There are a lot of differences between us siblings, but our inheritance is a shared one both in terms of culture and in terms of our literal collections. We keep this inheritance alive by not only collecting new things, but by cycling our stuff between each other’s houses. Lori has my bamboo steamer basket. I have Dean’s Blu-Ray player. Dean has some of the art I drew in high school. I have Lori’s piano. Lori has Dean’s piano.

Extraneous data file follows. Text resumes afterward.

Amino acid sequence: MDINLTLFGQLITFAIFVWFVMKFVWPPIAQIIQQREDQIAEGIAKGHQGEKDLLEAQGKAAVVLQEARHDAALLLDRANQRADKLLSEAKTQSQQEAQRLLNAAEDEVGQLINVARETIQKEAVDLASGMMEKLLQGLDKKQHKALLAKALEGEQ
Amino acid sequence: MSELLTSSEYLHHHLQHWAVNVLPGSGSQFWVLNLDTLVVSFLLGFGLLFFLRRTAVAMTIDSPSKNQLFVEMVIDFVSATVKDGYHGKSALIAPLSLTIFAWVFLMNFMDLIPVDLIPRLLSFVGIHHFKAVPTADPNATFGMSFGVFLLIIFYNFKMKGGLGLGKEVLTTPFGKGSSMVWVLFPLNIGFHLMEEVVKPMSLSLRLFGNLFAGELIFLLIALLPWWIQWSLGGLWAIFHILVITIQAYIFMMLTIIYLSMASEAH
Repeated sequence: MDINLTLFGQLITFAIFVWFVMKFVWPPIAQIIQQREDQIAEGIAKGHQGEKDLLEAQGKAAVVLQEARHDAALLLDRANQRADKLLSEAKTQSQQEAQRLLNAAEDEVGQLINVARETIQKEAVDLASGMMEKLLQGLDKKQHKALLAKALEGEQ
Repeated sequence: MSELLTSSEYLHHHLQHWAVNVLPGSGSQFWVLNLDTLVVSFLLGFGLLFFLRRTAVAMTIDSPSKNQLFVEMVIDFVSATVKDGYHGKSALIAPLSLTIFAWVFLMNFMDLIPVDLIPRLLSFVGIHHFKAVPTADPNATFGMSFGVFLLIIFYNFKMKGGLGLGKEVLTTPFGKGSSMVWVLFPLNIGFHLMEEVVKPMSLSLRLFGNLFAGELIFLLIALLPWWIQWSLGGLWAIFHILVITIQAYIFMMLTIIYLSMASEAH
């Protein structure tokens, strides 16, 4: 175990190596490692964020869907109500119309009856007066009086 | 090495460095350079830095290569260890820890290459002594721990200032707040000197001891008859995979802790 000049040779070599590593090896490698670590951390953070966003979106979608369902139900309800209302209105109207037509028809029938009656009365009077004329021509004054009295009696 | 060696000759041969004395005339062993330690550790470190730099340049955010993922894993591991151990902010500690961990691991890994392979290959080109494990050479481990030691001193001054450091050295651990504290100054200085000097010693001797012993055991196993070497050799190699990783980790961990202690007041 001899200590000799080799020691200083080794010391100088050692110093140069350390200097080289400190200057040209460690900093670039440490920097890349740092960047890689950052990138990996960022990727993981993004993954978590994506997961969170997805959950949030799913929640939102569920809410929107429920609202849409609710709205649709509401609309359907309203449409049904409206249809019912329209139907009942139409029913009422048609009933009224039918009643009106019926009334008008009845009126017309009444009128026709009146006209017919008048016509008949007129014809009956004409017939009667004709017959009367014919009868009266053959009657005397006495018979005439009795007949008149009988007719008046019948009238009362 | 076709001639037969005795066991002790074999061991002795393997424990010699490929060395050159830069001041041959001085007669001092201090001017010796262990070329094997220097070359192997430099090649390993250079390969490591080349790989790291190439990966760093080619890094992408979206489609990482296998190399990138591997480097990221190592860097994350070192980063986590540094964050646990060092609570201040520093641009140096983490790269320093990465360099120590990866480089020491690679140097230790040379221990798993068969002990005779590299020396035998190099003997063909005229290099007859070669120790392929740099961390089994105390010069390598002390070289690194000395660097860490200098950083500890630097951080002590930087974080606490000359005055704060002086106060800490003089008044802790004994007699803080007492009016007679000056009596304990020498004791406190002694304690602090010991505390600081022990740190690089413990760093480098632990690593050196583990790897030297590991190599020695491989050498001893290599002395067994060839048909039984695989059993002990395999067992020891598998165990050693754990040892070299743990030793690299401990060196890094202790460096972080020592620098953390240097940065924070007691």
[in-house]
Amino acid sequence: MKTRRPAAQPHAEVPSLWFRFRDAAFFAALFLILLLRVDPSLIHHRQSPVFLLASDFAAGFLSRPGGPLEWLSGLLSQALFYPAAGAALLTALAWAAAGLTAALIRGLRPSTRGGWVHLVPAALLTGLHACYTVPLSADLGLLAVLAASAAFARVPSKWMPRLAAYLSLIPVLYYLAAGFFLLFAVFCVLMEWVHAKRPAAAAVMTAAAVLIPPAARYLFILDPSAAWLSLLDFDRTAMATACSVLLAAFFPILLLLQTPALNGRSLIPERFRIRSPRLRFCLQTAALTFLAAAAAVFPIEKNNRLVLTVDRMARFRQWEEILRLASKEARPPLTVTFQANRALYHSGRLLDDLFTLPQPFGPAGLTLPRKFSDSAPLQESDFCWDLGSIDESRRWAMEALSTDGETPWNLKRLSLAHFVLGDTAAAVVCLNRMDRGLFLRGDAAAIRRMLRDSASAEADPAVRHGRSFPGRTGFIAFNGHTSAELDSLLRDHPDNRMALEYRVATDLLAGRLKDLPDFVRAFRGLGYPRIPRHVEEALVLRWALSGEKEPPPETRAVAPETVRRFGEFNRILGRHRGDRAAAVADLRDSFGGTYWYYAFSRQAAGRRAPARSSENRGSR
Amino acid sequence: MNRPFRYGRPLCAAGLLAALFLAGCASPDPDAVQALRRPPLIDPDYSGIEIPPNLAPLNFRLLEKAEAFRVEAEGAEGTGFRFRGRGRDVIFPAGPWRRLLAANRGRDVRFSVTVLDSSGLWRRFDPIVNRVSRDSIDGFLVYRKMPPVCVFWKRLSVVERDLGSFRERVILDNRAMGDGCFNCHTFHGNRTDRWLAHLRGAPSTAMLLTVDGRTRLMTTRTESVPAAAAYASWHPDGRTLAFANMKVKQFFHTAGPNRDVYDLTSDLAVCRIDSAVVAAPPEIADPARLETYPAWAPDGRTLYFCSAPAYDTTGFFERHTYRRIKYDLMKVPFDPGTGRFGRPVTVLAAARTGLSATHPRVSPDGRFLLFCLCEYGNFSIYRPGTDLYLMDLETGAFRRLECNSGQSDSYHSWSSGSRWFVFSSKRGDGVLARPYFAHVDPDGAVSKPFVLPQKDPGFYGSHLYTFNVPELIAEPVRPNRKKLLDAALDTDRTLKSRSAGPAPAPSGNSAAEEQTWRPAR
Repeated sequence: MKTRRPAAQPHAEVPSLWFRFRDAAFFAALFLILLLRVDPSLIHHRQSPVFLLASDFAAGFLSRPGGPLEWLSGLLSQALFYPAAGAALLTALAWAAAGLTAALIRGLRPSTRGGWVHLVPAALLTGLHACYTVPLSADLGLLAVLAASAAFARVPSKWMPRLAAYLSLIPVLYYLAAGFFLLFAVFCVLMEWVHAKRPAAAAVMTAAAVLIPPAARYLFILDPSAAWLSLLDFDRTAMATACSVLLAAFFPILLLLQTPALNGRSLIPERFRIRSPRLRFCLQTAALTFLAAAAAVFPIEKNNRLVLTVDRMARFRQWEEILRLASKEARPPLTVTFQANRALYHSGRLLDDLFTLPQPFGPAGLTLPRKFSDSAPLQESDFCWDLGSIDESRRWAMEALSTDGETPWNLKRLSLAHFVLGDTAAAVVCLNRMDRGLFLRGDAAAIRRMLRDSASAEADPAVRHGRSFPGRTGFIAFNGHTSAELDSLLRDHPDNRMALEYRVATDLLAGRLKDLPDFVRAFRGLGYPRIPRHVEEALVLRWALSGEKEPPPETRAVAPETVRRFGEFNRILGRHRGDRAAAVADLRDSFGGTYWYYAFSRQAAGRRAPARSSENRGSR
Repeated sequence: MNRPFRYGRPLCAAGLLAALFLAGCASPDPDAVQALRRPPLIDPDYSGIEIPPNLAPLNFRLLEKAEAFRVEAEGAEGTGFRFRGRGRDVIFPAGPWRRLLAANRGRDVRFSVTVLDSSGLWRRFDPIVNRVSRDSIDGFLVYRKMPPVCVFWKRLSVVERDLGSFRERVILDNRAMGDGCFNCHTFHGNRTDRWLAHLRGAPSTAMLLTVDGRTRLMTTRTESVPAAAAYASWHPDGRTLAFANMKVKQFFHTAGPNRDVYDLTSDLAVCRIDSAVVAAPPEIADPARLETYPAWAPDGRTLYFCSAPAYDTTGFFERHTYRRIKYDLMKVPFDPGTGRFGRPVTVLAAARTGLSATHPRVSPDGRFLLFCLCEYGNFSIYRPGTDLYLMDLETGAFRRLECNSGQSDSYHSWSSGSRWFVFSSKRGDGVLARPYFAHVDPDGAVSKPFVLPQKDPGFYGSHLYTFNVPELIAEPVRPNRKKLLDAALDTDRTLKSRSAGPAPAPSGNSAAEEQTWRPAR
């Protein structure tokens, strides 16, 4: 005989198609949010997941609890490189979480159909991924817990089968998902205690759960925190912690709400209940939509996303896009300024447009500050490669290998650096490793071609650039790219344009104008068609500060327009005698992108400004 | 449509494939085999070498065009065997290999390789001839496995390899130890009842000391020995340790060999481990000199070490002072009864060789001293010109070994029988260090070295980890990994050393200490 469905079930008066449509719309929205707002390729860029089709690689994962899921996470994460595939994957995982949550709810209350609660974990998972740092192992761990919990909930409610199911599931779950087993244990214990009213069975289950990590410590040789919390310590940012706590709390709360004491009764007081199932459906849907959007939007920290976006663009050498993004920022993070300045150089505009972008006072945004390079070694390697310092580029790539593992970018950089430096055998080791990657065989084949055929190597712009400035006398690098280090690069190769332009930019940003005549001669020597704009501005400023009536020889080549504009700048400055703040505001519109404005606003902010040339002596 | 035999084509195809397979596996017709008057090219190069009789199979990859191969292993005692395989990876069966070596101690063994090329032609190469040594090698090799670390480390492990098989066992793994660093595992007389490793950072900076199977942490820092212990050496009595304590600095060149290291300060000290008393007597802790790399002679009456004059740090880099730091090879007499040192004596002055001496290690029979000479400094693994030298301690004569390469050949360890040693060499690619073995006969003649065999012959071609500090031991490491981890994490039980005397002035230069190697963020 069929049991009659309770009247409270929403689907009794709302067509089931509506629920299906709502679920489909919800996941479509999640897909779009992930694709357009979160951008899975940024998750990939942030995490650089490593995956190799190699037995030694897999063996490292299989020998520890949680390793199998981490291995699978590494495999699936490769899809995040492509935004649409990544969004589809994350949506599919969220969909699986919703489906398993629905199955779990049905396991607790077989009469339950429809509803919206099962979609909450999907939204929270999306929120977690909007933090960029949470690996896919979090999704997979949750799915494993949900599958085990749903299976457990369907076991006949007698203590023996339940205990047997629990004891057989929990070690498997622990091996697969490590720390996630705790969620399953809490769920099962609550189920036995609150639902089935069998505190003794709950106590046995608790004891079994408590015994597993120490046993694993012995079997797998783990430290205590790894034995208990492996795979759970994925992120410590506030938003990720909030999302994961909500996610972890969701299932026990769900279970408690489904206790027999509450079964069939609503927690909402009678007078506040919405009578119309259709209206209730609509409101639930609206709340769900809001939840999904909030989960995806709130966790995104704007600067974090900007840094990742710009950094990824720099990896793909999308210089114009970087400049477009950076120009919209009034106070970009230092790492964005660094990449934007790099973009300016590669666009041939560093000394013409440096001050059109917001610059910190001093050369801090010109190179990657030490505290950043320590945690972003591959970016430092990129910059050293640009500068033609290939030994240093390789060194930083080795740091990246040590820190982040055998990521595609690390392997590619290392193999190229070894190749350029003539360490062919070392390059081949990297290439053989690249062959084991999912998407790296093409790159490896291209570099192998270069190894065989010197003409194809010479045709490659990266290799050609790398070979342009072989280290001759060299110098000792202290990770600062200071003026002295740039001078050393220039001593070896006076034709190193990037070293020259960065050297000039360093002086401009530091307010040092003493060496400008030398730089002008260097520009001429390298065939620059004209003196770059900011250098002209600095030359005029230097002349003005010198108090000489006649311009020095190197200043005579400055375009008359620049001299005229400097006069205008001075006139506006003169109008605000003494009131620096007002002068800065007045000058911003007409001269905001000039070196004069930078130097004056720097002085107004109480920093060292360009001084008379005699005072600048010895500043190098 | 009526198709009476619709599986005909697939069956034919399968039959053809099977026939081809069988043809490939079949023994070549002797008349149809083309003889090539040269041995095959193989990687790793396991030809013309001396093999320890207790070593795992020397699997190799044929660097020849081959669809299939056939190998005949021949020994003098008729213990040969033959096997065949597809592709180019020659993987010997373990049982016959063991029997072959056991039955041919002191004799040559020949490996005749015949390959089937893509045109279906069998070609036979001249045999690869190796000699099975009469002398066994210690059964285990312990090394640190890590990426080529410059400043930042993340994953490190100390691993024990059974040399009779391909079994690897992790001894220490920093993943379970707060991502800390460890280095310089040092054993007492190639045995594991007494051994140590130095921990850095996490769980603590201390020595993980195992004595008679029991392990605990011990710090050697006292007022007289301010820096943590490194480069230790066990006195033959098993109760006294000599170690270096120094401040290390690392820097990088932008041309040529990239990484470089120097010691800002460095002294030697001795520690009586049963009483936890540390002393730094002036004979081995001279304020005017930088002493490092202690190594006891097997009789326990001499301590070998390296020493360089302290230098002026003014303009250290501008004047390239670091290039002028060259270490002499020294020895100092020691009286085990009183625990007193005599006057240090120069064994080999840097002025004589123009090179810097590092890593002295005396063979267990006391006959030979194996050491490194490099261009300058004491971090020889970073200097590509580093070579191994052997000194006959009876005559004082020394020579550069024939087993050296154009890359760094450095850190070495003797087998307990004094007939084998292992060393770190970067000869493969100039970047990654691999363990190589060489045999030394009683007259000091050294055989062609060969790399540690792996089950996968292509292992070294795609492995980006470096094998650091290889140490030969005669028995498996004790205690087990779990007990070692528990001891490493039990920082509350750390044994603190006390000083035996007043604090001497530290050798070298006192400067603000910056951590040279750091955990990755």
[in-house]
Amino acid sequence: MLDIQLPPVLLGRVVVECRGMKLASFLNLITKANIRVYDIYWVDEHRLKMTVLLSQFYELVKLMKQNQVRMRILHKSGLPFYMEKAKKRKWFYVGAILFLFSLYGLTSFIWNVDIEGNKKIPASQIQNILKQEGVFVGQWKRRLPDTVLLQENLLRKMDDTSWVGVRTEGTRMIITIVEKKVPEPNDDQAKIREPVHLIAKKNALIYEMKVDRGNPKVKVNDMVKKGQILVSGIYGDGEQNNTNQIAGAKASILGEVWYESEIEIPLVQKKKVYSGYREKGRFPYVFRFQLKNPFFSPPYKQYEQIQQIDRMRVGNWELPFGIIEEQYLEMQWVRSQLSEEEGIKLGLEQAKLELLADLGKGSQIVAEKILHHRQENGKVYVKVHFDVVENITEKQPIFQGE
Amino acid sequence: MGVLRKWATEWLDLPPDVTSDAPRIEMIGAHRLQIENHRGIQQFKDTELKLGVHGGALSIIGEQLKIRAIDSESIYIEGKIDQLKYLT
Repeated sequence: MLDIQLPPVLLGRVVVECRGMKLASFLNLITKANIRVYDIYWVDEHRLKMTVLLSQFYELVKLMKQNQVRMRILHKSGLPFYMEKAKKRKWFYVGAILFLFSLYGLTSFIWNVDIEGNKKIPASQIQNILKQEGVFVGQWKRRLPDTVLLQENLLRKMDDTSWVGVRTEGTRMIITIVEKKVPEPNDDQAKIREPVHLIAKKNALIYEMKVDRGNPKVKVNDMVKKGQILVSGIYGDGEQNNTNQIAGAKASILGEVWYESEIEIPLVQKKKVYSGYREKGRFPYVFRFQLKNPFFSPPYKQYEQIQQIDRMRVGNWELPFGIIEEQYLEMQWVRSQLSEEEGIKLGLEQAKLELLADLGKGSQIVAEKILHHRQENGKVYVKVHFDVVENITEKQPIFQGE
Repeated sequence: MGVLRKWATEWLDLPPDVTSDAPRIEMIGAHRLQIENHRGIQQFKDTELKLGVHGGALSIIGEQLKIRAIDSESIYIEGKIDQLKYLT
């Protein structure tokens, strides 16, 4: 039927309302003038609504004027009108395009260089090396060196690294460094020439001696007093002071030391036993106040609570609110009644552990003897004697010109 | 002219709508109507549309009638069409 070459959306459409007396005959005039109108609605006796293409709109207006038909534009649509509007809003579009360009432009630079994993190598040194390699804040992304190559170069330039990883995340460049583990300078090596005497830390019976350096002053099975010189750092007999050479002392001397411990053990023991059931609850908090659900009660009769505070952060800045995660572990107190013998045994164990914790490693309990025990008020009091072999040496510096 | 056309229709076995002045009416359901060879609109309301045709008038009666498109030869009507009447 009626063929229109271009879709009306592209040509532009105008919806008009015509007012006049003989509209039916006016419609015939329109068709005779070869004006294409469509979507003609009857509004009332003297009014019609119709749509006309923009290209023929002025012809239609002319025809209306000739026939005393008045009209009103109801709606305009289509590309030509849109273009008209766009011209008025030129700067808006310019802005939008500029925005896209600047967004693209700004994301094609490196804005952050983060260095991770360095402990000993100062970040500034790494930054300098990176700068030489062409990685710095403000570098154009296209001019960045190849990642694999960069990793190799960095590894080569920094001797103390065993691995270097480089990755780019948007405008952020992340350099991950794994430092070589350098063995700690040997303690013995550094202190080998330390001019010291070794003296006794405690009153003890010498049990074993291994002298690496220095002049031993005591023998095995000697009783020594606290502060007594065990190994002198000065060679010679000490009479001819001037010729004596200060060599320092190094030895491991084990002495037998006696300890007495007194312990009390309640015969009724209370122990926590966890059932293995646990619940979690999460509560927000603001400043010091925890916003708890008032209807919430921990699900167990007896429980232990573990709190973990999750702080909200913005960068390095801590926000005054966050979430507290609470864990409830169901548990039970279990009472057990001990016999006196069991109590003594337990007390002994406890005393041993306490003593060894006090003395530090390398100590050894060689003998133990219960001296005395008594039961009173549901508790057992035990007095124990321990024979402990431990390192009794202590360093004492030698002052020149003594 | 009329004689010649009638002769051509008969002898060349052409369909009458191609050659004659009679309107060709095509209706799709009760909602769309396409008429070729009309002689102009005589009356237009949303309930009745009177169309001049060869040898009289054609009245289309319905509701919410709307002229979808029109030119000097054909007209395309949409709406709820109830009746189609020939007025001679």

I like to imagine this family legacy was born out of my ancestors’ very concrete needs, flowed straight into my DNA, and now I’m genetically predisposed to fill my own home with stuff. This is why my closet is practically overflowing, the perimeter of my office is slowly closing in as the piles of stuff continue to grow, and my floor-to-ceiling bookshelves are swelling beyond capacity. The family members who came to Hawai’i from Japan passed down the immigrant’s urge to be prepared and self-sufficient in order to better care for ourselves and our loved ones. I don’t need everything that I have right now, but maybe I will, or someone else will…eventually. It’s better to be ready.